nice kind of push and pull with myself and some of my
sort of undergrad students trying to kind of figure
out what kinds of things may be important to them. This is a work by an artist I really don’t know anything about. His name was Claude Mellan, or Mellan. And this is actually the
only work that I know by him. It’s an engraving and it’s
an engraving of the face of Jesus, made essentially
from a single spiraling line. And so those of you who
are taking printmaking, or know anything about printmaking, and even if you don’t,
even if you just make it sort of pen and paper,
or pencil and paper, you, I think, can appreciate
the kind of technical skill that would be required to achieve this. So, in my Print Studies Seminar class, which is a class that was held at the Philadelphia Museum of Art, I went to see a lot of different prints, but this is actually the
only one that I remember. And one of the things that I always think, thinking back on school, is there’s sort of like very few moments that I really remember. And that’s no kind of
slight to my teachers. But this is one of those
moments, as a printmaker myself, where I think I was both taken
with the actual object itself and also realizing that this
printmaking, this print, this object, this drawing,
had nothing to do with me, and at the same time being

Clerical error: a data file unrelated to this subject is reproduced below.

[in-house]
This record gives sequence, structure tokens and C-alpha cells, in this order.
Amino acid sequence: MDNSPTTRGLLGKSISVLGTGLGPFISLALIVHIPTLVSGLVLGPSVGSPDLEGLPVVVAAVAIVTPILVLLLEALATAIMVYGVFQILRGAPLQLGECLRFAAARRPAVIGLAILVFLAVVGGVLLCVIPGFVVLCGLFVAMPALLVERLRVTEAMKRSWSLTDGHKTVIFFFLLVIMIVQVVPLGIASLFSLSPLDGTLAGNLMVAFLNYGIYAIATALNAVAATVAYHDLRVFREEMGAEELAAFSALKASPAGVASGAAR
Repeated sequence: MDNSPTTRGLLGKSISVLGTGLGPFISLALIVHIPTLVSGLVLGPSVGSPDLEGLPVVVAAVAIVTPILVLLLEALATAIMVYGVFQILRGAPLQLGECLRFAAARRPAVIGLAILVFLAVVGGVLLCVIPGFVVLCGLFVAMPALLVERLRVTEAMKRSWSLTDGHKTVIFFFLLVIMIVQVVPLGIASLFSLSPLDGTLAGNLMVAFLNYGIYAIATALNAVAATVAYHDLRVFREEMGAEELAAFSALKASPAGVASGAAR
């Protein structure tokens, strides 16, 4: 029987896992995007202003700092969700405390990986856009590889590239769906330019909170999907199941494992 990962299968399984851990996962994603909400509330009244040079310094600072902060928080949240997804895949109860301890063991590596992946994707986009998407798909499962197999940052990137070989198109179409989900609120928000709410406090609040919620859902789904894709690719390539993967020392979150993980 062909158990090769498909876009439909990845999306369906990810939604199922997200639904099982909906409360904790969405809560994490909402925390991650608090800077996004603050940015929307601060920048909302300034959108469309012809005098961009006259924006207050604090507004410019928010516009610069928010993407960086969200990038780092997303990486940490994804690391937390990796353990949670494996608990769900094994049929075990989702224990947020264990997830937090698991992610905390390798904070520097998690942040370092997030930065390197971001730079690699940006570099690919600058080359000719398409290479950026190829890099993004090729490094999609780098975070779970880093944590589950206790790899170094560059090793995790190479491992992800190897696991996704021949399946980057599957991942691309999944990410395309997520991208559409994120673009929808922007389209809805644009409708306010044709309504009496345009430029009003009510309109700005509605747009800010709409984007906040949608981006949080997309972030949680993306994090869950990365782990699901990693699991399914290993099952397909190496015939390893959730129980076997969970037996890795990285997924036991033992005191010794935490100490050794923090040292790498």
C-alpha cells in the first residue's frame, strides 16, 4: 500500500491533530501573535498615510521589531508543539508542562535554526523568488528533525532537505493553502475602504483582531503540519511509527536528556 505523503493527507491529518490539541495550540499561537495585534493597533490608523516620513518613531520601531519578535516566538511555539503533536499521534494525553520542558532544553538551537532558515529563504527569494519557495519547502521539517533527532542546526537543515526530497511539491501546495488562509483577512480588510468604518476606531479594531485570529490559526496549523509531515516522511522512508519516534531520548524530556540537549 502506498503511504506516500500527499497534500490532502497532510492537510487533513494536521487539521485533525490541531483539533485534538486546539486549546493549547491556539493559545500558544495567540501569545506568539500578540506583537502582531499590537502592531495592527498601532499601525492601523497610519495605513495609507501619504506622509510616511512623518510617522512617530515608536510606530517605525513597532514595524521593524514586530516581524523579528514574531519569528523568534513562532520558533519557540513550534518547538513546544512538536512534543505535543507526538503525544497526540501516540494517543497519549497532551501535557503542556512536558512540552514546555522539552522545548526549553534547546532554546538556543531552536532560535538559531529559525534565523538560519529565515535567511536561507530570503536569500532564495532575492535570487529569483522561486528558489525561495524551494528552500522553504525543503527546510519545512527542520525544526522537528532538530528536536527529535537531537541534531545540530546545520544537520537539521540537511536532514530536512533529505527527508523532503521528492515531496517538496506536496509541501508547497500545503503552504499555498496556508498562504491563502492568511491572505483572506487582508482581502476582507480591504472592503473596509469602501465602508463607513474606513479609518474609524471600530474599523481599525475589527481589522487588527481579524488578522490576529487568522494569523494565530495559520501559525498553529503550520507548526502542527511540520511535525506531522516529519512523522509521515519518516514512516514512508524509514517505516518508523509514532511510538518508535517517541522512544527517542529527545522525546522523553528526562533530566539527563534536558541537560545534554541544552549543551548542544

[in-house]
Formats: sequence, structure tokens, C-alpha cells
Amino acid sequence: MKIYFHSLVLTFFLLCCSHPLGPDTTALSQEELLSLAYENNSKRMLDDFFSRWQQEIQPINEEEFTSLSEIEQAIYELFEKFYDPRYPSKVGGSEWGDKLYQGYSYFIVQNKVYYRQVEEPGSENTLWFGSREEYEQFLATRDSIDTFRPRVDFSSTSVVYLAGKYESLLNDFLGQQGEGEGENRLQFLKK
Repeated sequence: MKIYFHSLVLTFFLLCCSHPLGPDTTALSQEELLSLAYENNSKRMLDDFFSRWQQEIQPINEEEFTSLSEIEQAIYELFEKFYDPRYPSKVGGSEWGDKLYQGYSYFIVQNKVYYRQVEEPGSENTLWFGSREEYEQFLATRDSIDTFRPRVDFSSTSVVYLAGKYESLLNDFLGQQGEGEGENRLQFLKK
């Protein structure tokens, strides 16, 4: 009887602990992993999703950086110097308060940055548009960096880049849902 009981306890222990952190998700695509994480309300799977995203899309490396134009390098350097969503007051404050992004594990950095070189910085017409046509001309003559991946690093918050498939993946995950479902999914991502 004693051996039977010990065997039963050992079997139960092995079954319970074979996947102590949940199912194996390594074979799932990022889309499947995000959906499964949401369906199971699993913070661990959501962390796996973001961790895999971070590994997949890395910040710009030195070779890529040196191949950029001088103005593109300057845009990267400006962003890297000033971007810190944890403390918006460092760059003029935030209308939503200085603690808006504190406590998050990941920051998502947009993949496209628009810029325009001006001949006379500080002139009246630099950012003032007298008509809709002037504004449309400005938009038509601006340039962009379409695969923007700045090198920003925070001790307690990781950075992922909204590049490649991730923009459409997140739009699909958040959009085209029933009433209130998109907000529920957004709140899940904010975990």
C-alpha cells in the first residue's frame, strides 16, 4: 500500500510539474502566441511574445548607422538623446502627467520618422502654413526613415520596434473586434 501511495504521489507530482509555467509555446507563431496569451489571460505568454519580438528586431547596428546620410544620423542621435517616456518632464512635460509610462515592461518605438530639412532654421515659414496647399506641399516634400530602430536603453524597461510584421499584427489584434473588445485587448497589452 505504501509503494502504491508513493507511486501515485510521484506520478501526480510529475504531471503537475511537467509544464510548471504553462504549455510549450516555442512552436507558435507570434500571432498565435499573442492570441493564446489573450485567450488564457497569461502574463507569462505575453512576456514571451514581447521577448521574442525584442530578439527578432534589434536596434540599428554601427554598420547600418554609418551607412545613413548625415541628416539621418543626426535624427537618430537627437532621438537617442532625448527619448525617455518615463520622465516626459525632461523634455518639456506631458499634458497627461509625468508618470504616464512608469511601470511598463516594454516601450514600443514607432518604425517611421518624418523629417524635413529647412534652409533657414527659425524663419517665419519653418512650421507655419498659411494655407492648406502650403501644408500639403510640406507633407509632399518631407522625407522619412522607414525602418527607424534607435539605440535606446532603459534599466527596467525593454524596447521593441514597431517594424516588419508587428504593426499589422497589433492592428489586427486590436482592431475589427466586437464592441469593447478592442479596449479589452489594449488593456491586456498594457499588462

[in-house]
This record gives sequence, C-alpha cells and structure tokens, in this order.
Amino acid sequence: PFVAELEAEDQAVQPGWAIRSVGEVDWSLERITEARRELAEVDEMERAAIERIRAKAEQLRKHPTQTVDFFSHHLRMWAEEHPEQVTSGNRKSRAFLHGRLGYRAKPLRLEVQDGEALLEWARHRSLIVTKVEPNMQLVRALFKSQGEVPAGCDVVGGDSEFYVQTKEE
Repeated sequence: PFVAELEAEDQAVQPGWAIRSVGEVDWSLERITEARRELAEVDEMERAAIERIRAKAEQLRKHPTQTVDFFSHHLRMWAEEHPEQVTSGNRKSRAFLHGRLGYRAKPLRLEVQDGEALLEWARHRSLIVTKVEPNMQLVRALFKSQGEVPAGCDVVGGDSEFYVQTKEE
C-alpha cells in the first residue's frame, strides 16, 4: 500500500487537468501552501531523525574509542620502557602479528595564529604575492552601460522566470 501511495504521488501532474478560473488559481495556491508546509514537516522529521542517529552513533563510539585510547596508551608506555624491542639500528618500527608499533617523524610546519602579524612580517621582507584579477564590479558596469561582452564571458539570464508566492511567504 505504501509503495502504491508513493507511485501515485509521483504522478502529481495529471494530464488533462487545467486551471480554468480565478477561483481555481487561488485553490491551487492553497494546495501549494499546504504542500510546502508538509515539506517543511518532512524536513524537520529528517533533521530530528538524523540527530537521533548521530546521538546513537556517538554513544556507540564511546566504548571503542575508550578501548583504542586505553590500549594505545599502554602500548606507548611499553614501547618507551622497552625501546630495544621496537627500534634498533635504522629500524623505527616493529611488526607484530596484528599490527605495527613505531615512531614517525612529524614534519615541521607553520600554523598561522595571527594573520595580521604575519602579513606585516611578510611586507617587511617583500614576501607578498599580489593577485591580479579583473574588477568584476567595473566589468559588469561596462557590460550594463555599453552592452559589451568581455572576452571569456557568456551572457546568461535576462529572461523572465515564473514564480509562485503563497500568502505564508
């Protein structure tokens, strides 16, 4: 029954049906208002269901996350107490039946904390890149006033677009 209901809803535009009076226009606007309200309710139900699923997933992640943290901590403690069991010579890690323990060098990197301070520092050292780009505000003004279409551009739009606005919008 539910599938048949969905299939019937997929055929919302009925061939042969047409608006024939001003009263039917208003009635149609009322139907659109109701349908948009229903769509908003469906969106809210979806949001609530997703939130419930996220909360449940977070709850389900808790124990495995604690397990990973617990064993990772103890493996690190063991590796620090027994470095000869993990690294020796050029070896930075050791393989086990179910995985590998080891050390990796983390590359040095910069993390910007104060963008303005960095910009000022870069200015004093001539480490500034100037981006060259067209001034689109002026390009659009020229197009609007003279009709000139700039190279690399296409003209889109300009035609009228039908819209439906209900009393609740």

totally taken with it and maybe not fully knowing what to do with that kind of disagreement, let’s say, of my own technical skills
and this previous work that thematically had
really nothing to do with me and I was only really
taken with its technique. This is a very different face, but I’m sure many of you
recognize this artist. This is Vito Acconci. And Vito Acconci is an artist that I can’t say I think
a lot about per se, like he’s not an artist
that when I’m struggling in the studio I go back and sort of read the Acconci catalogs, or watch
the Acconci films, let’s say, but he, by far, he was
maybe the first artist who said something to me directly in a way that sticks with me to this day. So, when I was a student, he came to school to give a lecture, I suppose much like I’m doing, and I didn’t know anything
really about Acconci and so his way of lecturing at the time was super performative, a lot of kind of like yelps
and sort of stuttering. And the thing that I remembered about Acconci coming to speak is really just sort of one sentence, which I’m gonna paraphrase. He said something like I realized
I could be an artist when, he said I realized I could be an artist because I knew I could think and this was, I mean for me, as someone who was a printmaking major, who had kind of fled from painting because I realized really early on that I would be a terrible painter, and someone who was kind of just exploring a bunch of different subjects, or mediums, that this like simple statement was probably the most important thing that I ever heard anyone